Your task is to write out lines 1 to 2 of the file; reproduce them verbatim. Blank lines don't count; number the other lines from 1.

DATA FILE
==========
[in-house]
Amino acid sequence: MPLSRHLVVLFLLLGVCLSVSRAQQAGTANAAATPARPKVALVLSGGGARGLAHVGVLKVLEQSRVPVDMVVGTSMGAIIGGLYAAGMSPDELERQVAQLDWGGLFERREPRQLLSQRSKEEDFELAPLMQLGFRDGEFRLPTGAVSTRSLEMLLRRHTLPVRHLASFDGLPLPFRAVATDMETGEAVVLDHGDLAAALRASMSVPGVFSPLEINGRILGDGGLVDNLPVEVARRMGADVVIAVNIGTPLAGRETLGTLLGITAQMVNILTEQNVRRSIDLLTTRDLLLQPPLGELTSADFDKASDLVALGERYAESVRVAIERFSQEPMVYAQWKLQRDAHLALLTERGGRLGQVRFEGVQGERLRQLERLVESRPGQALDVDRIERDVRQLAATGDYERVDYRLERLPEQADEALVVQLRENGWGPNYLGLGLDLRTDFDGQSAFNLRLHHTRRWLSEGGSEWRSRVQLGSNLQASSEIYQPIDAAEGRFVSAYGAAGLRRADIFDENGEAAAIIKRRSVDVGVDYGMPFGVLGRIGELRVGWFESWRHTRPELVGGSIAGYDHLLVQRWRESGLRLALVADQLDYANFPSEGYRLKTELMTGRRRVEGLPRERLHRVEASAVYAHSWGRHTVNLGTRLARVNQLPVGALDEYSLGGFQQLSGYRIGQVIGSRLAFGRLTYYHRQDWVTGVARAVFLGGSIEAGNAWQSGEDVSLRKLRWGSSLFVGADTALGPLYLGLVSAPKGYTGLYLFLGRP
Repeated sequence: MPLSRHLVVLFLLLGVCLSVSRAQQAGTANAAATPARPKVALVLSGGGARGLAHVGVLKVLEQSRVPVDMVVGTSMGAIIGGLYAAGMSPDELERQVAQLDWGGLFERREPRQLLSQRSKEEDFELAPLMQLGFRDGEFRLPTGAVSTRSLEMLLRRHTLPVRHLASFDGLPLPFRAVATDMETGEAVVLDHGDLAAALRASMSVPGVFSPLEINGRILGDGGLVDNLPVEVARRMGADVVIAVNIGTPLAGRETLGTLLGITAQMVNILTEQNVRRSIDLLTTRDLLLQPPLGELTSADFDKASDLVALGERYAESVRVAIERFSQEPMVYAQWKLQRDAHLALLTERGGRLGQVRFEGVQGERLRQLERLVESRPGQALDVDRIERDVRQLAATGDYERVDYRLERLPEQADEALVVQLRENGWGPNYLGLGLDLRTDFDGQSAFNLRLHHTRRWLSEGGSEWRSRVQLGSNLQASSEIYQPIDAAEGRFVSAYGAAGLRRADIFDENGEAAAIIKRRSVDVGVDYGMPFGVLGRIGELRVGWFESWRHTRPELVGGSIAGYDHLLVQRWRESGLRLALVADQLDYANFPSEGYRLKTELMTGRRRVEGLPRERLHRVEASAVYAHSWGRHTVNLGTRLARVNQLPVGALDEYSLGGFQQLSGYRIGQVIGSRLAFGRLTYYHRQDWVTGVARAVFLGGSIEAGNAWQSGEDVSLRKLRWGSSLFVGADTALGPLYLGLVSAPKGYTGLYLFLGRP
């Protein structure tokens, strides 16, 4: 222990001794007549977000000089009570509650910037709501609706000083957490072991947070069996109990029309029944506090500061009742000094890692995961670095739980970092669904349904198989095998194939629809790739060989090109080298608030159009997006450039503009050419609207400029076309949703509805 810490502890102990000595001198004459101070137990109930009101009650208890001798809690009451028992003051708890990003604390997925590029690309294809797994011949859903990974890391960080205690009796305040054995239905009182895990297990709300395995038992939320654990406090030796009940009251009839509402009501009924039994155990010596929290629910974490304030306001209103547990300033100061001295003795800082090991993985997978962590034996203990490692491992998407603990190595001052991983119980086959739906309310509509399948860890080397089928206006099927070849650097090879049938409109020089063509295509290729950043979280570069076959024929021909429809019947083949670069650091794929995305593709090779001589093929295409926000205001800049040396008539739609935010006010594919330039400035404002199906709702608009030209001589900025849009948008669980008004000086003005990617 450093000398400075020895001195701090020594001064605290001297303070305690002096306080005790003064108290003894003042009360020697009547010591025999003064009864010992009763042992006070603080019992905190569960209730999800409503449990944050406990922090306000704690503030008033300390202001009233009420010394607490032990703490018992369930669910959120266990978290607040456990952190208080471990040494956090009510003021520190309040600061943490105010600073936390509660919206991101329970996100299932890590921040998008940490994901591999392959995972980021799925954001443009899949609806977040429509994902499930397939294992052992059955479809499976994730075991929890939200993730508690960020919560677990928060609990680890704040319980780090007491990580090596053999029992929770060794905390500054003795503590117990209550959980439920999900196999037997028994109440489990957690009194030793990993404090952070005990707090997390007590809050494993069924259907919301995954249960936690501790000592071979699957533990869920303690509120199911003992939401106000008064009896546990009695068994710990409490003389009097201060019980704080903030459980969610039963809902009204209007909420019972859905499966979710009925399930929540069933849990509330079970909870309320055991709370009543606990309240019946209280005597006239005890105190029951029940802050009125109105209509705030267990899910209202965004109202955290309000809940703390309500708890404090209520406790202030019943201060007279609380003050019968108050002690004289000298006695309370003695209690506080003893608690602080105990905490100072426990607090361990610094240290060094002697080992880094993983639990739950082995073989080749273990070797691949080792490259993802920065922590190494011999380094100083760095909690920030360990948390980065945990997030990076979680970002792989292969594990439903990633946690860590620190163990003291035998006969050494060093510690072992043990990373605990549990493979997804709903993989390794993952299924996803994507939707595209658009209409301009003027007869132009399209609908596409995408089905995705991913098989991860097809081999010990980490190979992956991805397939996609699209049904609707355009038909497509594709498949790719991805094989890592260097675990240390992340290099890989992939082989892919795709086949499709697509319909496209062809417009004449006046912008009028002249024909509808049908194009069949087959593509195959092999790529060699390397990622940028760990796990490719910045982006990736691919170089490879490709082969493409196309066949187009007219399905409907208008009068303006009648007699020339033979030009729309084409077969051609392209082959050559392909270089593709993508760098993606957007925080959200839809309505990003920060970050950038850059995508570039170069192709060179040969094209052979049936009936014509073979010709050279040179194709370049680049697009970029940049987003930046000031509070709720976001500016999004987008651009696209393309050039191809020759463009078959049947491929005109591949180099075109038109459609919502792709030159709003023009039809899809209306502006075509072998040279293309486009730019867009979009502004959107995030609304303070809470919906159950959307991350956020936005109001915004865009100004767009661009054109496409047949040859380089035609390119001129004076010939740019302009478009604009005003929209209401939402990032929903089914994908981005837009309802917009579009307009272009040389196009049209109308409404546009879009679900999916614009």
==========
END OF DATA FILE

[in-house]
Amino acid sequence: MPLSRHLVVLFLLLGVCLSVSRAQQAGTANAAATPARPKVALVLSGGGARGLAHVGVLKVLEQSRVPVDMVVGTSMGAIIGGLYAAGMSPDELERQVAQLDWGGLFERREPRQLLSQRSKEEDFELAPLMQLGFRDGEFRLPTGAVSTRSLEMLLRRHTLPVRHLASFDGLPLPFRAVATDMETGEAVVLDHGDLAAALRASMSVPGVFSPLEINGRILGDGGLVDNLPVEVARRMGADVVIAVNIGTPLAGRETLGTLLGITAQMVNILTEQNVRRSIDLLTTRDLLLQPPLGELTSADFDKASDLVALGERYAESVRVAIERFSQEPMVYAQWKLQRDAHLALLTERGGRLGQVRFEGVQGERLRQLERLVESRPGQALDVDRIERDVRQLAATGDYERVDYRLERLPEQADEALVVQLRENGWGPNYLGLGLDLRTDFDGQSAFNLRLHHTRRWLSEGGSEWRSRVQLGSNLQASSEIYQPIDAAEGRFVSAYGAAGLRRADIFDENGEAAAIIKRRSVDVGVDYGMPFGVLGRIGELRVGWFESWRHTRPELVGGSIAGYDHLLVQRWRESGLRLALVADQLDYANFPSEGYRLKTELMTGRRRVEGLPRERLHRVEASAVYAHSWGRHTVNLGTRLARVNQLPVGALDEYSLGGFQQLSGYRIGQVIGSRLAFGRLTYYHRQDWVTGVARAVFLGGSIEAGNAWQSGEDVSLRKLRWGSSLFVGADTALGPLYLGLVSAPKGYTGLYLFLGRP